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Sudan Prime Minister Quits After Protests Get Out of Hand

Sudan Prime Minister Abdalla Hamdok has decided to resign as mass protests in Khartoum continue for another day. Thousands of citizens protested against his deal with the military, who took over the country in a coup on 25 October 2021. Previously Hamdok argued that he could save Sudan’s frail transition to democracy by sharing power with the coup leaders. However, the pro-democracy activists rejected the deal, and even Hamdok could not form a new government. Hamdok’s resignation gives absolute power to the military.

Demonstrators called for a return to full civilian government with chants like “power to the people”, but the military responded with a violent crackdown. According to the reports, more than 55 people have been killed since the army took over, while hundreds have been wounded.

Sudan Prime Minister Says He Tried His Best

The resignation of the Sudan Prime Minister is yet another blow to the country’s democratic transition after the Sudanese Revolution 2019 led to the overthrow of long-term authoritarian President Omar al-Bashir. Hamdok appeared on TV to address the nation and said that the country was at a dangerous point that threatened its entire existence. He acknowledged that despite his best efforts to the contrary, he has failed to stop Sudan from “sliding towards disaster”.

Hamdok, a former United Nations official and an economist, is widely respected by the international community. He became prime minister in 2019 under a power-sharing deal with the army, promising multiparty elections in 2023. However, the military and civilian government ties eventually tattered as the army refused to relinquish power. Coup leaders removed Hamdok and placed him under house arrest. It later reinstated him on 21 November 2021 after a deal that required a technocratic cabinet overseen by the military.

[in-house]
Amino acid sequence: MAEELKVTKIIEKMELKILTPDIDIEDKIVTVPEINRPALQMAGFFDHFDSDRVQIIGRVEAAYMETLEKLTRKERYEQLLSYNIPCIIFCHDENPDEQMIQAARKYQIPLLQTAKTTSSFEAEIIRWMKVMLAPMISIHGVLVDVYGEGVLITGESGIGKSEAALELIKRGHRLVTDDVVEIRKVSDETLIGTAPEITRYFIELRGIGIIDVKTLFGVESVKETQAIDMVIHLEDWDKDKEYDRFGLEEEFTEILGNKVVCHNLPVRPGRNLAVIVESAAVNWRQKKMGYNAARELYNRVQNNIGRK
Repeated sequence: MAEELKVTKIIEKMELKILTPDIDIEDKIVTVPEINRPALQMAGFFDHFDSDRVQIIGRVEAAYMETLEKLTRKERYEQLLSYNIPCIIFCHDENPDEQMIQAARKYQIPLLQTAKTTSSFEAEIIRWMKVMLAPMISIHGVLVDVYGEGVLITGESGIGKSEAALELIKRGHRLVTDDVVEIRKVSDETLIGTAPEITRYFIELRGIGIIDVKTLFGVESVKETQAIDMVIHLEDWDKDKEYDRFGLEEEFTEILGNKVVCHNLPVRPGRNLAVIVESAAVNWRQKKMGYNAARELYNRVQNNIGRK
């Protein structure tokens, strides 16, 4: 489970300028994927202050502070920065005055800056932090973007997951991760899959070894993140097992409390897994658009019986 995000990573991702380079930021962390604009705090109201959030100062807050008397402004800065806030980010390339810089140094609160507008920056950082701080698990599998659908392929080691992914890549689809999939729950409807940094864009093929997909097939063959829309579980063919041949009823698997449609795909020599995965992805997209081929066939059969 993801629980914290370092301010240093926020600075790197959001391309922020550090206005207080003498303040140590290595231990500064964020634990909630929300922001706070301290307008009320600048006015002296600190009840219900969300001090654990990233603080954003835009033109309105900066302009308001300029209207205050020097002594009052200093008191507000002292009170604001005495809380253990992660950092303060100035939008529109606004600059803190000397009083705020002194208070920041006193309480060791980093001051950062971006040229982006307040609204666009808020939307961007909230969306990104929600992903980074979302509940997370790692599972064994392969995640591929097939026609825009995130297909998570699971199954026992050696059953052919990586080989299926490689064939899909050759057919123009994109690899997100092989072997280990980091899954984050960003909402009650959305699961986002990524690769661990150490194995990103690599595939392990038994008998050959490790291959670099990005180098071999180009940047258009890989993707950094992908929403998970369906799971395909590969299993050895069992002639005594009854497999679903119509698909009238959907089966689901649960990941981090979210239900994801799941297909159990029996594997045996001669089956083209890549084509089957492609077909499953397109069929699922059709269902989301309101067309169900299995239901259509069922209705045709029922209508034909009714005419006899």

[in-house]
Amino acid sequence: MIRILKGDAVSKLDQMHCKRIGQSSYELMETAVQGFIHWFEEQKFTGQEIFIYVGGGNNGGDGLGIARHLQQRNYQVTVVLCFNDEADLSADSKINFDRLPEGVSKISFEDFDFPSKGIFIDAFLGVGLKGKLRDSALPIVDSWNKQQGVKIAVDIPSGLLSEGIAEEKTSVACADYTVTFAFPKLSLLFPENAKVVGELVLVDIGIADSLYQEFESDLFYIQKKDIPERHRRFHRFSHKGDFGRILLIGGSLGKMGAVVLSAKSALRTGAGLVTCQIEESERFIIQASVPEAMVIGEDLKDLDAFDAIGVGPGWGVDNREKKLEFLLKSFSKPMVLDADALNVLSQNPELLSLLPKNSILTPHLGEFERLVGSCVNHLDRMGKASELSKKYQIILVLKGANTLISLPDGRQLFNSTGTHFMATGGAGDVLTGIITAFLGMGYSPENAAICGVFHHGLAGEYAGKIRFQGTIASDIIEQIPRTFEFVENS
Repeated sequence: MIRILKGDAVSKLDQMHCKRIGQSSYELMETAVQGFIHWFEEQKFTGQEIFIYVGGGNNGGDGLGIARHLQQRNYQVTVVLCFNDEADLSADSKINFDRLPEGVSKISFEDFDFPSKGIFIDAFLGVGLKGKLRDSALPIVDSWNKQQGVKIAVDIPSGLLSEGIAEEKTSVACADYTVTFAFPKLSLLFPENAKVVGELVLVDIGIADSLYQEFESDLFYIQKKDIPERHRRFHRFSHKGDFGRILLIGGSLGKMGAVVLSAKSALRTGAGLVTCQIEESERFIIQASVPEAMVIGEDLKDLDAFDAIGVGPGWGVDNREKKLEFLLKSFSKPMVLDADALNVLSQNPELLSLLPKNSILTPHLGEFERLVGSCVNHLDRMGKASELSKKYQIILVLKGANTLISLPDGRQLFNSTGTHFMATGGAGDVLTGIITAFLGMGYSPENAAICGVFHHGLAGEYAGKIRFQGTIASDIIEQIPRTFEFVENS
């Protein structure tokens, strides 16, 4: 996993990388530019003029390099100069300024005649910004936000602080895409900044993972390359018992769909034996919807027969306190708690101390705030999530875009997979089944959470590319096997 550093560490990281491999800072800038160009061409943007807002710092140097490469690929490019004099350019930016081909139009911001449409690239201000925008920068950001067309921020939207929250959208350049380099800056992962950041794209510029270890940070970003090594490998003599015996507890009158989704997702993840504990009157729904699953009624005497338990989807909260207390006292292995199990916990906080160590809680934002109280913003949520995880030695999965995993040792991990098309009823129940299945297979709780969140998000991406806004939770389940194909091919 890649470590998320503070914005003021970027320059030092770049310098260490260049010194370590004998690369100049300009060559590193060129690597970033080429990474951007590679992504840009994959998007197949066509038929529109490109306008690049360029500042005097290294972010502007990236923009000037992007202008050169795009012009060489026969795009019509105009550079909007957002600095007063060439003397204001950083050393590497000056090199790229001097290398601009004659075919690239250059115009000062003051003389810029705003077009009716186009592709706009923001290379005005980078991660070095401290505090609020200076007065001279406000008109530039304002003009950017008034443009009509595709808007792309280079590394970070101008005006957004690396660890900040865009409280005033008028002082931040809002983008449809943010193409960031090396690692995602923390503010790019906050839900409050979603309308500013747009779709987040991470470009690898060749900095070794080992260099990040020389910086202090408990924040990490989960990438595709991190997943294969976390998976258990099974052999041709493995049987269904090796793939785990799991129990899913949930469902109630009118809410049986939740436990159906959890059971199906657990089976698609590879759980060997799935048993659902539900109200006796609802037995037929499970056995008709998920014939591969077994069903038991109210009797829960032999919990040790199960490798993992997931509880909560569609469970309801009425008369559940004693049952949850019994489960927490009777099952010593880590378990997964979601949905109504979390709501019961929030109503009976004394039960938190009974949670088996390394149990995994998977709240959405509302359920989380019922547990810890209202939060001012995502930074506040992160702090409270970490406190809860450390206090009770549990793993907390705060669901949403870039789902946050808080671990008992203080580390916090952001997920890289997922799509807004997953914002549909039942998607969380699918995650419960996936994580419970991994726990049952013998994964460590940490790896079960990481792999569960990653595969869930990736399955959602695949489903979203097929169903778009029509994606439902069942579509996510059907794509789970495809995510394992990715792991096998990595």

Protests Against the Coup

Things got much worse this Sunday, 2 January 2022, when most of the world celebrated New Year. Thousands came out on the streets of Khartoum and Omdurman, directly calling on the army to leave politics alone. According to the reports, Sudan Prime Minister resigned a few hours after the military forces “dispersed” protesters violently and killed 3 of them.

Horrific videos have been making rounds of social media, showcasing how the military has been treating the civilians fighting for democracy.

The protestors carried on despite the harsh security and blockades in Khartoum and Omdurman. Reportedly, the coup had also disrupted internet connections even before the protests began.

No Hopes for Democratic Future

The international community has condemned the violence against protestors, but the critics see it as a routine affair. The military has been beating up civilians, journalists, and activists since October with no interference from the outside world. The Junta will likely appoint a new Sudan Prime Minister, who will obviously be under its influence. Critics widely see the coup as a reestablishment of al-Bashir’s deposed regime.

Sudanese military has undone significant reforms that were made after al-Bashir’s exit. According to reports, there is a notable decline in economic progress, foreign aid has been suspended, and intelligence services have been again empowered to arrest any civilian they want.

Army officials have also been going door-to-door to capture the activists and protest organizers ever since taking over Sudan.

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